Wednesday, April 13, 2016


     It's not plagiarism if you steal from yourself, am I right?   I've previously written about someone who did for 16th-century readers much of what the Kindle has done for 21st-century readers: made books more portable and thus, more accessible.   So without further ado, I'm going to quote part of a post I did for last year's A to Z Challenge about Aldus Manutius (1449-1515), an Italian humanist who, among other things, is considered the father of standardized punctuation.  Although there are still some people who chafe at punctuation rules, no one can dispute that at least one of his printing innovations profoundly changed the way people read books.

   Manutius was a publisher and printer who invented italic type, developed some elements of modern punctuation, and perhaps most importantly, introduced the idea of printing inexpensive volumes of books bound in vellum in "octavo" size - much smaller and more portable than the then-standard size [my 2016 note: up to that point, books were usually printed either in folio size - four pages to a sheet of paper - or quarto size - eight pages to a sheet.  Octavo size was appreciably smaller - sixteen pages to a sheet] - that were distributed and read much as paperback books are in modern times.  Manutius, and the Aldine Press which he founded, had no less of an admirer than Erasmus, who worked at Manutius's press for a while during his stint in Italy, and had this to say:

             However one may sing the praises of those who by their virtue either defend
             or increase the glory of their country, their actions only affect worldly pros-
             perity, and within narrow limits. But the man who sets fallen learning on its
             feet (and this is almost more difficult than to originate it in the first place) is
             building up a sacred and immortal thing, and serving not one province alone
             but all peoples and all generations. Once this was the task of princes, and it
             was the greatest glory of Ptolemy. But his library was contained between the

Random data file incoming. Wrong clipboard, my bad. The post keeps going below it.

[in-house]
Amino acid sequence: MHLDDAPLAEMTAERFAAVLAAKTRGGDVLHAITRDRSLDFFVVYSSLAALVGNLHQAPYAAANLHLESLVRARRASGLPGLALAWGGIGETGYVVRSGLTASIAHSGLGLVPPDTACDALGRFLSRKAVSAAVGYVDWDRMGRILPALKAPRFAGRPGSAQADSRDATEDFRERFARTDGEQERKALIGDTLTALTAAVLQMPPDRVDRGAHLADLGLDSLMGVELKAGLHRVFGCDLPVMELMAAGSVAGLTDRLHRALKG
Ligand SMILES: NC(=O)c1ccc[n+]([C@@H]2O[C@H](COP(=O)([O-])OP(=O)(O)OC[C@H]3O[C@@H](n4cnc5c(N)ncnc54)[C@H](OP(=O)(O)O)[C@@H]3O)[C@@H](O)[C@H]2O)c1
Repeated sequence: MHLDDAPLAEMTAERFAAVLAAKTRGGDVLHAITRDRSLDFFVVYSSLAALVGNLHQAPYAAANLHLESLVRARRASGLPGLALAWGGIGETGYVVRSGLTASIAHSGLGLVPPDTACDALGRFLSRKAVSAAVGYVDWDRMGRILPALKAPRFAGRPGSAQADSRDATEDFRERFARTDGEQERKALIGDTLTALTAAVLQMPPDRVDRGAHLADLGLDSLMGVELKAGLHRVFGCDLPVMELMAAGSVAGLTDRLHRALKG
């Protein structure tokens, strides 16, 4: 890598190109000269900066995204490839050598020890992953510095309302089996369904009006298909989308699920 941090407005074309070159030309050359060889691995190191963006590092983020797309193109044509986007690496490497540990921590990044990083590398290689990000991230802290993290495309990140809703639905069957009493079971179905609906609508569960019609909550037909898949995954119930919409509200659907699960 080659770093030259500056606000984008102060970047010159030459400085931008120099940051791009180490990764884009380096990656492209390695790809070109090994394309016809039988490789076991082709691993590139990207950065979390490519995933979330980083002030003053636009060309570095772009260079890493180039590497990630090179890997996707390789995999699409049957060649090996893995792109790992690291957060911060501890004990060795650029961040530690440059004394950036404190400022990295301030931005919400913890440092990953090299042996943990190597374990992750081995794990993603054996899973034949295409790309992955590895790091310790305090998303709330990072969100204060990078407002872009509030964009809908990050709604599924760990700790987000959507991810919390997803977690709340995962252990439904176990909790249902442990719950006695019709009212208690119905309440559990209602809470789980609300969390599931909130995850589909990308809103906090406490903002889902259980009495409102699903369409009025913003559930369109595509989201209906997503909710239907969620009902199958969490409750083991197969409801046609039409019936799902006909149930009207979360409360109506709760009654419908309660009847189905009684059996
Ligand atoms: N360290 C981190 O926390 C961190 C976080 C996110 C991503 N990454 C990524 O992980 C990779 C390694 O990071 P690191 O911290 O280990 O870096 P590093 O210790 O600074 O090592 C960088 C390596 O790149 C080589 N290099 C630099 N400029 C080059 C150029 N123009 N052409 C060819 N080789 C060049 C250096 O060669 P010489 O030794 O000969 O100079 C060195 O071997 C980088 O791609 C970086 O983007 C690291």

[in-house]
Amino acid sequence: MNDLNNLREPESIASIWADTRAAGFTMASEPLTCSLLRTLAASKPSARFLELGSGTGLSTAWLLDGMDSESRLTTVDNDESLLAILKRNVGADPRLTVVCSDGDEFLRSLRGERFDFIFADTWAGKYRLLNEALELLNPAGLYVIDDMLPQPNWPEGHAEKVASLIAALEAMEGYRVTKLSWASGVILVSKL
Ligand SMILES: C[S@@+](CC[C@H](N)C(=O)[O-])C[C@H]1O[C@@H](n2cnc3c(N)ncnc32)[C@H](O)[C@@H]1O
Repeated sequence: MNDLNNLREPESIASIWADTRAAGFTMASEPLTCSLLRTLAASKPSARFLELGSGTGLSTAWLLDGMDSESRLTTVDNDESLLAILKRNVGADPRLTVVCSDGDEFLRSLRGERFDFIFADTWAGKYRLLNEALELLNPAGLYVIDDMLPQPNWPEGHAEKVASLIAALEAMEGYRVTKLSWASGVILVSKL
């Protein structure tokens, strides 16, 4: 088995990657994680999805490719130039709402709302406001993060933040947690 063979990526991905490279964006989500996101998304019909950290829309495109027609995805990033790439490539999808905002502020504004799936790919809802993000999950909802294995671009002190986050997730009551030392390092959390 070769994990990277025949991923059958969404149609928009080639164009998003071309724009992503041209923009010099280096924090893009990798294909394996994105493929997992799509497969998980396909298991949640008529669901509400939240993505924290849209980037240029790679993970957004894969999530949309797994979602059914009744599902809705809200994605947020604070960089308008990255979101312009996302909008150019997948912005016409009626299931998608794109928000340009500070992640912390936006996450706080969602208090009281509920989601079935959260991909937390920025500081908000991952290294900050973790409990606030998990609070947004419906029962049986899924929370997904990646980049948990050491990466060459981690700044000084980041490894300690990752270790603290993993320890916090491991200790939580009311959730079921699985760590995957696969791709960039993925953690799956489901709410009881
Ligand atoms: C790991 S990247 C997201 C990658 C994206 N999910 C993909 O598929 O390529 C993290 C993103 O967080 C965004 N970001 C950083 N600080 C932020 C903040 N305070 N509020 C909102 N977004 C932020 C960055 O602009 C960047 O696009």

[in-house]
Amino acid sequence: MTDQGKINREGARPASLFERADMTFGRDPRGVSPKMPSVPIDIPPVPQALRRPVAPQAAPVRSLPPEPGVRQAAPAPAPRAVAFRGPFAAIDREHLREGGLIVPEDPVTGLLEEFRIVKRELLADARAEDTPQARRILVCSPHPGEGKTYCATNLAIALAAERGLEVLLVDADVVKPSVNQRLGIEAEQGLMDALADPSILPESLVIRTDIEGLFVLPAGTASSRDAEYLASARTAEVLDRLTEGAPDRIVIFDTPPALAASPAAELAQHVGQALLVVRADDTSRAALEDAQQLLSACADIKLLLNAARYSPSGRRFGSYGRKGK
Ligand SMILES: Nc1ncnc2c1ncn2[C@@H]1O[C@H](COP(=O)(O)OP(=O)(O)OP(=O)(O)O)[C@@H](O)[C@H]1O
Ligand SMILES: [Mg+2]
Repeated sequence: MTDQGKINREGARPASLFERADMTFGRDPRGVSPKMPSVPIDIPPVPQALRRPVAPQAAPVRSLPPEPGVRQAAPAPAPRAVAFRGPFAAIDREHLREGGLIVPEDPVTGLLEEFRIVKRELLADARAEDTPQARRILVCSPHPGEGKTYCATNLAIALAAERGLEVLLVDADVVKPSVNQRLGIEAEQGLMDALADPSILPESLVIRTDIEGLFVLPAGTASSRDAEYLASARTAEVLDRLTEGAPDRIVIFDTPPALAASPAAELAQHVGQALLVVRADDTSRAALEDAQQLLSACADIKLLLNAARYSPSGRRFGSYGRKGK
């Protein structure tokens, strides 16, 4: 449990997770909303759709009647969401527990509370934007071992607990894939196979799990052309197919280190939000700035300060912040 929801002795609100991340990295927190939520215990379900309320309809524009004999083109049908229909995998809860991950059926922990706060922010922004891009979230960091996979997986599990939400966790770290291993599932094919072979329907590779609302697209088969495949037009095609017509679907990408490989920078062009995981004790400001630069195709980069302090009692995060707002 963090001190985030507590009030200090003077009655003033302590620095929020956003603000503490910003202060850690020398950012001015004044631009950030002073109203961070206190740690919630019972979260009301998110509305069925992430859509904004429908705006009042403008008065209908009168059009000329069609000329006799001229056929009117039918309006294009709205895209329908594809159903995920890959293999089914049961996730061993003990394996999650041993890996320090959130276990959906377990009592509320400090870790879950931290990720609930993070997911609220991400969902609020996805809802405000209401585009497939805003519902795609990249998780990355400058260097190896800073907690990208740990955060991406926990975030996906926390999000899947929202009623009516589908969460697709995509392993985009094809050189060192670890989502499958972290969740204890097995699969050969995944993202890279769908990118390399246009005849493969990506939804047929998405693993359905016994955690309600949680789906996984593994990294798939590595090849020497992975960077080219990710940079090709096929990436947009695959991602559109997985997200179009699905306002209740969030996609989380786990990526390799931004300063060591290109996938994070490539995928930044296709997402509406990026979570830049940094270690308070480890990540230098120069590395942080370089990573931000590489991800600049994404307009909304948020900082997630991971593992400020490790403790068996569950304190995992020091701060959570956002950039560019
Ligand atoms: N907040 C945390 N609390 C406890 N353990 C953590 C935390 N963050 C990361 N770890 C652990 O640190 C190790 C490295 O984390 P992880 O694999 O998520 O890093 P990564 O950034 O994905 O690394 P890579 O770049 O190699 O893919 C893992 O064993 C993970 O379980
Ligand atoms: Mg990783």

narrow walls of its own house, and Aldus is building up a library which has
             no other limits than the world itself.

     Manutius founded the Aldine Press, and came up with the logo of a dolphin wrapped around an anchor, inspired by an image on ancient Roman coins.  The logo was such a success that it was immediately pirated by French and Italian publishers, and is still used by Doubleday, a Random House division.


  1. And where would we be without the italic? Fascinating post, Yvonne thanks. (and no, it's not plagiarism. If something is worth saying it's worth saying twice!)

    Writing Women’s Fiction

    1. Thank you, Fran! My name isn't Yvonne but that's okay - you exonerated me from plagiarism so I owe you one!

  2. Super post, Susan. I was accused of plagarism 'of myself' at university. I appealed - how can I plagarise myself? I was made to rewrite a passage of my own work!!!

    Thanks for your comment on my J post. I have clarified in reply :) I got my info from reliable Mr Oxford. Maybe I didn't write clearly enough - my bad (as my daughter would say:)).

    1. Wow, Nicola. I didn't realize when I wrote the post that plagiarism from one's self could actually be a thing!

  3. It might not sound like it, but the history of the book is actually kind of cool. So much we take for granted now, when we read a simple book. I suppose Kindle, in a way, is a step in that direction.

  4. The history of books and printing is interesting. I especially find punctuation fascinating. It's hard to image life without it.

    ~Ninja Minion Patricia Lynne aka Patricia Josephine~
    Story Dam
    Patricia Lynne, Indie Author

  5. I for one truly love punctuation. One comma can change the meaning of a sentence, as well as the main course of the meal.
    "Let's eat, Grandma!"
    "Let's eat Grandma!"

    1. I am in love with this comment. I even showed it to my daughter and though she hates to agree with me about anything, she laughed too!

  6. Punctuation is fascinating because if truly does change the entire meaning of what a person intends. Without it, far too many people misinterpret the meaning of the writer and that's where the real confusion and conflict begins.
    I just dropped by to say hi from fhe challenge.

  7. How neat that a design from 15th/16th century is still in use!Beyond cool.

    Can't do without italics in the real world where the emoticons vanish..

    Brilliant post as usual, and you can't plagiarise your own work. And if you are quoting the source then how can it be plagiarism anyways? :)


    1. Thank you, as always, for your kindness and support!

  8. Cool. I like that logo. Kindle does have its good points, but I still love paper books.

    1. Gotta admit: I'm a deep-seated technophobe and have never used a Kindle. Paper books for me all the way!!

  9. Isn't it strange? You give some things so much for granted, you never think that someone actually invented them at some point. It never occured to me that someone invented punctuation.

    The Old Shelter - Jazz Age Jazz

  10. I think it was a lot of someones, Sarah, but it sounds like Manutius invented our current system.